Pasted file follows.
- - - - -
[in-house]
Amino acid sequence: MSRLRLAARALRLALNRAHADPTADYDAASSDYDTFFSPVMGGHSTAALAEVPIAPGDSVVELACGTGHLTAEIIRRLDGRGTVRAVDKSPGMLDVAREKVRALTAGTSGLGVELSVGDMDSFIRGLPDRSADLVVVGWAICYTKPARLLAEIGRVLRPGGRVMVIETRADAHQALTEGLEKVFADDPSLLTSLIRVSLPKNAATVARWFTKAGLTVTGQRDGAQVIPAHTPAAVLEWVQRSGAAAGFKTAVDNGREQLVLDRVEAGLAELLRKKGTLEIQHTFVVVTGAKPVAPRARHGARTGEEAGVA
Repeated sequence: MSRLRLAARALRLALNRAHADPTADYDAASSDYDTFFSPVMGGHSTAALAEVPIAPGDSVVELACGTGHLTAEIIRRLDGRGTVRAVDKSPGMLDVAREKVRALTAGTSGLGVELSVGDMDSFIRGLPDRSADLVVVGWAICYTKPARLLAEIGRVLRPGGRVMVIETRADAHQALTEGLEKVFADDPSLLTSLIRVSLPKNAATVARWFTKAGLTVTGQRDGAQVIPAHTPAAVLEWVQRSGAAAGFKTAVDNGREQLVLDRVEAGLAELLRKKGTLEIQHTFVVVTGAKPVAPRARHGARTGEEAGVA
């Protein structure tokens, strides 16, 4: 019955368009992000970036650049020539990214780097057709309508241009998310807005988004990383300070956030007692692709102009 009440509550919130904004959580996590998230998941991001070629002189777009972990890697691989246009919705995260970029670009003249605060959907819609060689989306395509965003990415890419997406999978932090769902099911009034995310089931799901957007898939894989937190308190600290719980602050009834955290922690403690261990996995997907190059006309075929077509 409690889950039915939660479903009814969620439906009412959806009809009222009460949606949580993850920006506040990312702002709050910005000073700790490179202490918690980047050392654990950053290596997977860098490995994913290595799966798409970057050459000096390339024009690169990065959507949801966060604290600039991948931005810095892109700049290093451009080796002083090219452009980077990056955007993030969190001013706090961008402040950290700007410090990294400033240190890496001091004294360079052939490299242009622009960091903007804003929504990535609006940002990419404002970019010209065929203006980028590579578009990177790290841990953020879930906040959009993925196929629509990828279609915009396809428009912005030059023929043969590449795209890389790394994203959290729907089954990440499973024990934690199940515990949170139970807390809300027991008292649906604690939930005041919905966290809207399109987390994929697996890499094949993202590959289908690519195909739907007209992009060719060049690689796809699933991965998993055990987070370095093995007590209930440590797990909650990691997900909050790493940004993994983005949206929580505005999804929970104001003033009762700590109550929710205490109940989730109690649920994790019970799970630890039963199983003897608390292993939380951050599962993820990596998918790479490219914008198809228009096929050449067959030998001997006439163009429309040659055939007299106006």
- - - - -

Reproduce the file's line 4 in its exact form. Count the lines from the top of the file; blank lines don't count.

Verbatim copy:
């Protein structure tokens, strides 16, 4: 019955368009992000970036650049020539990214780097057709309508241009998310807005988004990383300070956030007692692709102009 009440509550919130904004959580996590998230998941991001070629002189777009972990890697691989246009919705995260970029670009003249605060959907819609060689989306395509965003990415890419997406999978932090769902099911009034995310089931799901957007898939894989937190308190600290719980602050009834955290922690403690261990996995997907190059006309075929077509 409690889950039915939660479903009814969620439906009412959806009809009222009460949606949580993850920006506040990312702002709050910005000073700790490179202490918690980047050392654990950053290596997977860098490995994913290595799966798409970057050459000096390339024009690169990065959507949801966060604290600039991948931005810095892109700049290093451009080796002083090219452009980077990056955007993030969190001013706090961008402040950290700007410090990294400033240190890496001091004294360079052939490299242009622009960091903007804003929504990535609006940002990419404002970019010209065929203006980028590579578009990177790290841990953020879930906040959009993925196929629509990828279609915009396809428009912005030059023929043969590449795209890389790394994203959290729907089954990440499973024990934690199940515990949170139970807390809300027991008292649906604690939930005041919905966290809207399109987390994929697996890499094949993202590959289908690519195909739907007209992009060719060049690689796809699933991965998993055990987070370095093995007590209930440590797990909650990691997900909050790493940004993994983005949206929580505005999804929970104001003033009762700590109550929710205490109940989730109690649920994790019970799970630890039963199983003897608390292993939380951050599962993820990596998918790479490219914008198809228009096929050449067959030998001997006439163009429309040659055939007299106006």